Every living thing on earth has evolved within a particular ecosystem, and in the case of many species, survival depends on precise synchronicity with the seasons. A number of recent studies reveal climate change throwing this “complex ballet” into disarray, writes the New York Times.
“Global warming is changing [life’s] music,” the Times reports, “with spring now arriving several weeks earlier in parts of the world than it did a few decades ago.”
While “in some cases, species might simply adapt by shifting their ranges, or eating different foods,” others “are falling out of step” in a process called phenological mismatch—as when a flower blooms before its pollinator emerges from hibernation.
The Times cites the example of the already-endangered spider orchid, which pollinates through “pseudo-copulation” with a male mining bee attracted by orchid pheromones while it waits for its mate to waken from a longer winter hibernation. With spring arriving earlier, according to a 2014 study from the United Kingdom, female mining bees are emerging sooner and distracting the males from the flowers.
Also caught up in the dissonance is the European pied flycatcher. “From its wintering grounds in Africa,” writes the Times, “the bird flies thousands of miles north to Europe to lay eggs in time for the emergence of winter moth caterpillars, which appear for a few weeks each spring to munch on young oak leaves.”
By timing their arrival just right, the flycatchers have for generations ensured that their chicks hatched with a rich food source well within reach of the nest. “In a series of studies in the 2000s, however, scientists in the Netherlands showed that many flycatchers were starting to miss this narrow window.”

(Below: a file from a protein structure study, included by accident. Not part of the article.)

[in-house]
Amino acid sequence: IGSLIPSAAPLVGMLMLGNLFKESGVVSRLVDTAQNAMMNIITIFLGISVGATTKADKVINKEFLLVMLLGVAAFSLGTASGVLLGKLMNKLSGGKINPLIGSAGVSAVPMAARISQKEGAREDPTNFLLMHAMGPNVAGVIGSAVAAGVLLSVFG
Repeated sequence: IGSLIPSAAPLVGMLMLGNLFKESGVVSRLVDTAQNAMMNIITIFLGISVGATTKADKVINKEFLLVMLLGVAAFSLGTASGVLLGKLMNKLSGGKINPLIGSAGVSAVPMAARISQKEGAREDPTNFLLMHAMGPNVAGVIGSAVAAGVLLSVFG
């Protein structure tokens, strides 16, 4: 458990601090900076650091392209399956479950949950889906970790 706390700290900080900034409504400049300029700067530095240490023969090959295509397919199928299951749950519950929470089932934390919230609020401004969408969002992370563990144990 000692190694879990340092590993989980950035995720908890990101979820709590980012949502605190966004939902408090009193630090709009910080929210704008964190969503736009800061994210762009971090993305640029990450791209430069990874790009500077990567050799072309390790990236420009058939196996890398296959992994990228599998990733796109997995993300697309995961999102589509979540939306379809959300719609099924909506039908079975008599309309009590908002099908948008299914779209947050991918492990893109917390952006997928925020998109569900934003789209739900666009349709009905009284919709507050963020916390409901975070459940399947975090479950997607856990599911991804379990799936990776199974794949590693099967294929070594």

And then there are the caribou of western Greenland, whose diet has evolved in harmony with their sub-polar home. “In the winter, they eat lichen along the coast. In the spring and summer, they venture inland to give birth to their calves and eat the Arctic plants that grow there,” the Times states.
But Greenland is warming rapidly, and “those inland Arctic plants have been emerging earlier—with some plant species now greening 26 days earlier than they did a decade ago.” The caribou have not responded by speeding up their migration, “perhaps because their reproductive cycles respond most strongly to seasonal signals like the length of the day, whereas plants respond more strongly to local temperatures, which are rising.”
Scientists like University of California, Davis ecologist Eric Post “have documented a troubling trend in the region,” with caribou calf mortality rates seeming to rise “in years when the spring plant growth preceded the caribou’s calving season,” the Times reports. These spikes in calf mortality may be occurring because the Arctic plants are “tougher and less nutritious by the time the caribou get there and start eating them,” Post said.
“In theory, if given enough time, the caribou might eventually adjust as natural selection takes its course and favours individuals that calve earlier,” the Times states. “But with the Arctic warming faster than the rest of the globe,” Post added, “the question is whether things are changing too fast for evolution to matter.”